Arbitration Results Feedback Frequently Asked Questions

  1. What is the purpose of the arbitration results score? An arbitration results score gives you feedback on how you are doing as an indexer. If you have low scores, you can view what you entered and what the arbitrator changed it to. You may then recognize any issues or problems with your indexing and be able to correct the problems for future batches. Top
  2. How is the arbitration results score computed? After batches have been arbitrated, the system compares the entries you submitted with any changes made by an arbitrator. A count is made of how many changes occurred in a batch. An accuracy score, listed as a percentage, is calculated for each batch. The score displayed on the Arbitration Results tab is a compilation of all the scores from batches you have submitted and that have been arbitrated for the last 90 days. Top
  3. What arbitration results score should I be aiming for? The score displayed on the Arbitration Results tab is a compilation of all the scores from batches you have submitted and that have been arbitrated for the last 90 days. As you index more batches, the score will change. Due to the difficulties of indexing such a wide variety of records, there is no "right" or "perfect" accuracy result. The scores are not meant as a way to compete or compare yourself against others. Use the scores to help you understand your own indexing work. You now have information that you can use to review and improve your indexing. Top
  4. If the arbitration results score is low, how can I improve it? Review the batches you have submitted. If a batch has a low score, click the batch to open it, and review the information that you entered and the change the arbitrator made. Determine why the change was made. Some ways to improve your indexing are listed below.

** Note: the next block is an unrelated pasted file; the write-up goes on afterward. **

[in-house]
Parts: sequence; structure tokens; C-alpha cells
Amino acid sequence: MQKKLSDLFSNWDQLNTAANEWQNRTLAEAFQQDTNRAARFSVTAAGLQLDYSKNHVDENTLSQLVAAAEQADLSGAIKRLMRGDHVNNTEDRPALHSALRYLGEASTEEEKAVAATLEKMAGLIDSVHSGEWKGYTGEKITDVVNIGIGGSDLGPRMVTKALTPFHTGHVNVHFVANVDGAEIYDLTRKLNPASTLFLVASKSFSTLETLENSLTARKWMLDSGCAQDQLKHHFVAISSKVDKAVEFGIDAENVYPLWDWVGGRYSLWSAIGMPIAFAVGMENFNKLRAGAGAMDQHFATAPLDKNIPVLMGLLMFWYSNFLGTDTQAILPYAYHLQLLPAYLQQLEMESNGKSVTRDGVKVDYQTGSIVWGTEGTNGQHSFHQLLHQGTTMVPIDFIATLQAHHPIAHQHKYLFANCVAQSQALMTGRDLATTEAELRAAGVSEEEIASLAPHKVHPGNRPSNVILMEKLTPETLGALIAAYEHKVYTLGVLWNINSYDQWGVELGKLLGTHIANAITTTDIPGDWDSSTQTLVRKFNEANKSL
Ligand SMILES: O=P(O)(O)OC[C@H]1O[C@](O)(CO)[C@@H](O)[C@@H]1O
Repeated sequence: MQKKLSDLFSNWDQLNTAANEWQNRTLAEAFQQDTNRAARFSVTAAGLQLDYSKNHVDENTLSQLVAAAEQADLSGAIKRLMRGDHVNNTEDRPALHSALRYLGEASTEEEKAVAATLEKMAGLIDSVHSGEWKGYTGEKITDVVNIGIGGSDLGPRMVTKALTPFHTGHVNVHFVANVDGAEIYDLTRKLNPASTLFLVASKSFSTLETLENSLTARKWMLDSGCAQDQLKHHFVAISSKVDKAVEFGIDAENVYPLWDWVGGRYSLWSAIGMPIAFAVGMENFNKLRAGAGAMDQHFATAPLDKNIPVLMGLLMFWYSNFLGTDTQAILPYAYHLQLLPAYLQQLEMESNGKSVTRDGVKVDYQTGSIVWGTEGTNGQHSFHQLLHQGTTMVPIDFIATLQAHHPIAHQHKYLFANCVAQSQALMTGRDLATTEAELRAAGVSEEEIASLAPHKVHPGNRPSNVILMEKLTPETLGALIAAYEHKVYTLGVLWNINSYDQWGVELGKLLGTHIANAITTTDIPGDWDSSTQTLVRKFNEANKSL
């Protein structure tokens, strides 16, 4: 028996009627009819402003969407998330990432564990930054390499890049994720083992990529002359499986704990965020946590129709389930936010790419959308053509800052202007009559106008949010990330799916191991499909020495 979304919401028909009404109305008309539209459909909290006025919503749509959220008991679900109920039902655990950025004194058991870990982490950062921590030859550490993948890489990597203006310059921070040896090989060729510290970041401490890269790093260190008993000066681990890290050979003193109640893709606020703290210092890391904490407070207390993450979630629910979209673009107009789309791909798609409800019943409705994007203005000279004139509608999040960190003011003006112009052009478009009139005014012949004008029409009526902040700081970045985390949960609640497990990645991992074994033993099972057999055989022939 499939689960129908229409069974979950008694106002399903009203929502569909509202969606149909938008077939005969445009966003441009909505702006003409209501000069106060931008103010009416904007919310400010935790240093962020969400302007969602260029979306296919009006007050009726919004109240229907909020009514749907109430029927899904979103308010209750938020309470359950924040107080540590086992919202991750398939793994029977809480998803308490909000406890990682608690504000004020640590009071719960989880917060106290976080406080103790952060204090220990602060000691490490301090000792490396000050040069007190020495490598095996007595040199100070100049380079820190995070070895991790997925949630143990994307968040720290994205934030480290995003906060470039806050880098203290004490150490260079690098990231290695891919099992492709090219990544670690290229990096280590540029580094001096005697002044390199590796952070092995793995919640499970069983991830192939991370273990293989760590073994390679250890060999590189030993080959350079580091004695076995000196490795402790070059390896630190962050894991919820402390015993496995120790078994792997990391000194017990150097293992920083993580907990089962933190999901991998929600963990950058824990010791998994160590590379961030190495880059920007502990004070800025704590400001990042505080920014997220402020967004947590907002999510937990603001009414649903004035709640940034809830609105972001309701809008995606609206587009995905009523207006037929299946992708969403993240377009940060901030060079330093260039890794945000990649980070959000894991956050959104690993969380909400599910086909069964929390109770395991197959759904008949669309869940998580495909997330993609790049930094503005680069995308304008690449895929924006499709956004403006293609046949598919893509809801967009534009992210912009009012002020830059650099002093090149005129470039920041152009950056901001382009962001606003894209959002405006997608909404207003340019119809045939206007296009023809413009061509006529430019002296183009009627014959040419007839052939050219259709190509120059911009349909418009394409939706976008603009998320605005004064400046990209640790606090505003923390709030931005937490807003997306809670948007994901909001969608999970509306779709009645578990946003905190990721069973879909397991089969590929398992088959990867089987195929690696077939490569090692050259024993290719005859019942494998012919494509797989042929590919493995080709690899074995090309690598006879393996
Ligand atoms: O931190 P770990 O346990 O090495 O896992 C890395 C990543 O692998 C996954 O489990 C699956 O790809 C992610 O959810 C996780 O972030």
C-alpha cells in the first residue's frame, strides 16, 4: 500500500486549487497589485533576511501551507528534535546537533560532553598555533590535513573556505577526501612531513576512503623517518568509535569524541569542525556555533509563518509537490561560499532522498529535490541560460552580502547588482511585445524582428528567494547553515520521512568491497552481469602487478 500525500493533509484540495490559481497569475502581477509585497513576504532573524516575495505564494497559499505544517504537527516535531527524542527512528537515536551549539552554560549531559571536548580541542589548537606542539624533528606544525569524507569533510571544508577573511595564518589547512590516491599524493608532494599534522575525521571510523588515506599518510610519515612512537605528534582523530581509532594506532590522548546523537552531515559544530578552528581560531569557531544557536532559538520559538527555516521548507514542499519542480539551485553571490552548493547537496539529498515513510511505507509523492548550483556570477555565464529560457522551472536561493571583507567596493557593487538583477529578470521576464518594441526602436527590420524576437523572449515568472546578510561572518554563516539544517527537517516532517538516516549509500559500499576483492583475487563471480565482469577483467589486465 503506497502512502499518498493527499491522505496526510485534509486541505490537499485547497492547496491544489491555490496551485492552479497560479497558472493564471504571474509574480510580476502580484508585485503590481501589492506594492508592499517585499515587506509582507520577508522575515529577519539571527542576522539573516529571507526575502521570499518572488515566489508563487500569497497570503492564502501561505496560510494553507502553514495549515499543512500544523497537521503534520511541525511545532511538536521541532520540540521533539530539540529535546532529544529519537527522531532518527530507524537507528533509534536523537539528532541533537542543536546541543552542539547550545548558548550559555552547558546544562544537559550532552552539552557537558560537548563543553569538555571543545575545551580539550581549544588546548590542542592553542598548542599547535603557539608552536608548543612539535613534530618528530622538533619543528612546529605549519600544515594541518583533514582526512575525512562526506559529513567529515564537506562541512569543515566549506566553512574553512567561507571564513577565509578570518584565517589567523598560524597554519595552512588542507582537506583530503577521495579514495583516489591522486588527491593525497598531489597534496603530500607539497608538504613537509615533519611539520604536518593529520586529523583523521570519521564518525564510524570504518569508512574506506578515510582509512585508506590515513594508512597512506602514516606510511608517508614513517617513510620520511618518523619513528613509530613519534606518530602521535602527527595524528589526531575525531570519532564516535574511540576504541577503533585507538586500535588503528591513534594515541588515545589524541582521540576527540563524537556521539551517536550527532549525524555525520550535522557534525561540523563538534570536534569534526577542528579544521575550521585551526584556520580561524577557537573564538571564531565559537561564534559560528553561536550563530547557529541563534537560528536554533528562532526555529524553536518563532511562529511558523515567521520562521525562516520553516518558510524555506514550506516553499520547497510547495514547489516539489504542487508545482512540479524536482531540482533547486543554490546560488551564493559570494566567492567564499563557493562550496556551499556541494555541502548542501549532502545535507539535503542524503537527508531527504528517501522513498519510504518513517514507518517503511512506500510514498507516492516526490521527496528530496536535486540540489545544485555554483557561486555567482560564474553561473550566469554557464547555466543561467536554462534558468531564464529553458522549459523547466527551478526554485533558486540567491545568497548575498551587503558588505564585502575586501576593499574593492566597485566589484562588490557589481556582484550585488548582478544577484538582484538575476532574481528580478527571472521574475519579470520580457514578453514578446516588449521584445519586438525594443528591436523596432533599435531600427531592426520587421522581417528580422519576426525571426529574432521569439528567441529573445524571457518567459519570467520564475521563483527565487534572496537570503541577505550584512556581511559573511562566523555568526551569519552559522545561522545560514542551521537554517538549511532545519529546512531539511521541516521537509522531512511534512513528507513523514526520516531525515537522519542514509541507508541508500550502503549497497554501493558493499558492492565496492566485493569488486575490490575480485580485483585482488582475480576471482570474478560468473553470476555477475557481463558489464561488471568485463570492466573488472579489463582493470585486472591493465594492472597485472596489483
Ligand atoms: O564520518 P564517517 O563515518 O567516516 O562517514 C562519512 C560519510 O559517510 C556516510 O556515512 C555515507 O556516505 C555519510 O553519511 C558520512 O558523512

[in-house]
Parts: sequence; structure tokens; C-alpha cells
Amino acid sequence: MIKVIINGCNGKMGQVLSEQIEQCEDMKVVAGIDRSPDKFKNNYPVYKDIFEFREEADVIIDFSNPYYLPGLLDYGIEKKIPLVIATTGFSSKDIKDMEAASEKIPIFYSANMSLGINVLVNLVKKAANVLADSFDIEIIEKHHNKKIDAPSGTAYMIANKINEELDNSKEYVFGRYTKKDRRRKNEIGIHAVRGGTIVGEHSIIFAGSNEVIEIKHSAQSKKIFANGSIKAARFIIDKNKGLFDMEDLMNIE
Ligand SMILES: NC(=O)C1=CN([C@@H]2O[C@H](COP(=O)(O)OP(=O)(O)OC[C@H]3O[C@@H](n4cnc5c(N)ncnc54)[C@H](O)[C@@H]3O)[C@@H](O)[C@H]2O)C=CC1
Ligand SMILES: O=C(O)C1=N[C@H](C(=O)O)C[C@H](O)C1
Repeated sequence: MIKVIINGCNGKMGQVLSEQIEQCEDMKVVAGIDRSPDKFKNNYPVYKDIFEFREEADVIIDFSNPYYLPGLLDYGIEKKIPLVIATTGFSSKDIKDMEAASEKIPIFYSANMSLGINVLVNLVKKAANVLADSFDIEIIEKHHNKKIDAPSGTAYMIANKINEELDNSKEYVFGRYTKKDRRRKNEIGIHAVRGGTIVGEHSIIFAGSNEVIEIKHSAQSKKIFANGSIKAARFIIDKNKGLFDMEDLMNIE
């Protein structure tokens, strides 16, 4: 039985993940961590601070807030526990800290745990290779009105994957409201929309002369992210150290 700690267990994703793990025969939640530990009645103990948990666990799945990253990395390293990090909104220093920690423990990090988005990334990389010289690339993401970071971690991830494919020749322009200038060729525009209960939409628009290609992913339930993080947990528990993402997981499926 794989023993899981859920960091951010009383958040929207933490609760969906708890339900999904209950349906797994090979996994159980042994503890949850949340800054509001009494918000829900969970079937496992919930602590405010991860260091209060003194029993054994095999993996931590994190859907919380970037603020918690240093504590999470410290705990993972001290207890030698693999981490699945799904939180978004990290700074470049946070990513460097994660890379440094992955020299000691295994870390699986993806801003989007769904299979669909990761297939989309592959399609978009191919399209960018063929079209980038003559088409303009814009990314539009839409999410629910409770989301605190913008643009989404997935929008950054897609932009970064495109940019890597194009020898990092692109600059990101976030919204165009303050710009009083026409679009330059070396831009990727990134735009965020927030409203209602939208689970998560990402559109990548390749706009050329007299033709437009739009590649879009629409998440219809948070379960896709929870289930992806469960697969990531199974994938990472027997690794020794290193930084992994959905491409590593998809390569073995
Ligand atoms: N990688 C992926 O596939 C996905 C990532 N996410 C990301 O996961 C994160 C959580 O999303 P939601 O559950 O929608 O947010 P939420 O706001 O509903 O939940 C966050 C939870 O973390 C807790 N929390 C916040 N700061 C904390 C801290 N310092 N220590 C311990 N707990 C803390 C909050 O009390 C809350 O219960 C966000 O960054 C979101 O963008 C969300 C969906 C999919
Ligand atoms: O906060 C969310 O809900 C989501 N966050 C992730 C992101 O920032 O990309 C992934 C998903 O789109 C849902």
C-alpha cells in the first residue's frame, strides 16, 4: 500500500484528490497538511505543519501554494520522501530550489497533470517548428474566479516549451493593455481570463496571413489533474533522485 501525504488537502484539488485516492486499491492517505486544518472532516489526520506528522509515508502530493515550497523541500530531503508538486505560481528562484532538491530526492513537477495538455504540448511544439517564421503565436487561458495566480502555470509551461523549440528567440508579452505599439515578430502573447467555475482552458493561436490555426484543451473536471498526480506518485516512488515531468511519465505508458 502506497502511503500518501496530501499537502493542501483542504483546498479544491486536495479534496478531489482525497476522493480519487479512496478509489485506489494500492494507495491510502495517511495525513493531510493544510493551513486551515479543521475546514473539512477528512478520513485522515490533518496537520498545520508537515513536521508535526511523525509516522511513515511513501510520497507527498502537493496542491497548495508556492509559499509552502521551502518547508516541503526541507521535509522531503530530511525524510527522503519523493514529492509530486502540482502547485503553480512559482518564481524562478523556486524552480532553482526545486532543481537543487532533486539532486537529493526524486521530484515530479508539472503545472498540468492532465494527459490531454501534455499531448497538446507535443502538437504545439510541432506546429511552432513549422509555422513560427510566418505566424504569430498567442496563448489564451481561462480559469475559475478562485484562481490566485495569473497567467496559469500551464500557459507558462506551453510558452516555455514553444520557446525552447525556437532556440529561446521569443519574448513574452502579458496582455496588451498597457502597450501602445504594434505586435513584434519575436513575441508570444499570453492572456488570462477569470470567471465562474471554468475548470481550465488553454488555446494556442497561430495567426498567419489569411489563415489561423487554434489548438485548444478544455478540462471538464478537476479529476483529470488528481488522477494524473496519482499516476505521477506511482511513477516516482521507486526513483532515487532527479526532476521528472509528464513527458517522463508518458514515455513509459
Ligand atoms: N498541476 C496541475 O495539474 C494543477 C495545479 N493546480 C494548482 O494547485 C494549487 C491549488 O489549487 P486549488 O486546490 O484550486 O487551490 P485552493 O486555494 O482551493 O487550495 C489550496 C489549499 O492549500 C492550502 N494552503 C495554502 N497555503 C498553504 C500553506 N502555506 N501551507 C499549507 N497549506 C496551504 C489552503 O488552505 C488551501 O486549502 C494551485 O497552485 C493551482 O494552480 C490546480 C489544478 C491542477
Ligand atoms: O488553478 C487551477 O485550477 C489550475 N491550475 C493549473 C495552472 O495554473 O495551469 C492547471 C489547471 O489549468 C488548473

1. Review the project instructions and field helps before indexing a new project.
      • Read the project instructions when starting to index a new project. Project instructions list important features in a project, such as whether there are one or two pages in an image and the number of names or records to expect on an image.
      • Read the field help for each field. The instructions help you know how information should be indexed and when to gather information from a previous or next image.
    2. Understand how and when to add or remove records on an image.
      • For every image in a batch, determine how many records are on the image and whether or not you have the correct number of data entry lines to fill in the records for that image. While the system tries to send you the number of entry lines you need for each image, this often varies greatly, so you must review each image to make sure you are indexing all the records on the image. Not indexing all the records on an image is the main reason that batches are sent back to be redone. When a batch is sent back to be redone, all the work is discarded, and someone else must index the batch over again.
      • If there are not enough data entry lines, you can add an extra record line. To learn how to add a record line, see "Add a Record" in the help.
      • You can also remove extra record lines, if they are not needed. To learn how to remove an extra record, see "Delete a Record" in the help.
    3. Learn how to interpret difficult handwriting.
      • Use the lookup lists to help decipher names that are hard to read.
      • See the tips in Help for interpreting difficult handwriting, such as looking through the document to compare similar letters. Reading old handwriting becomes easier the more you work with it, so do not get discouraged.
      • If you need more samples of the handwriting to review, view the previous or next image, or download a few batches at a time from the same project.
      • You may also find the Handwriting Help button helpful. This button displays a chart of how different letters may have been written.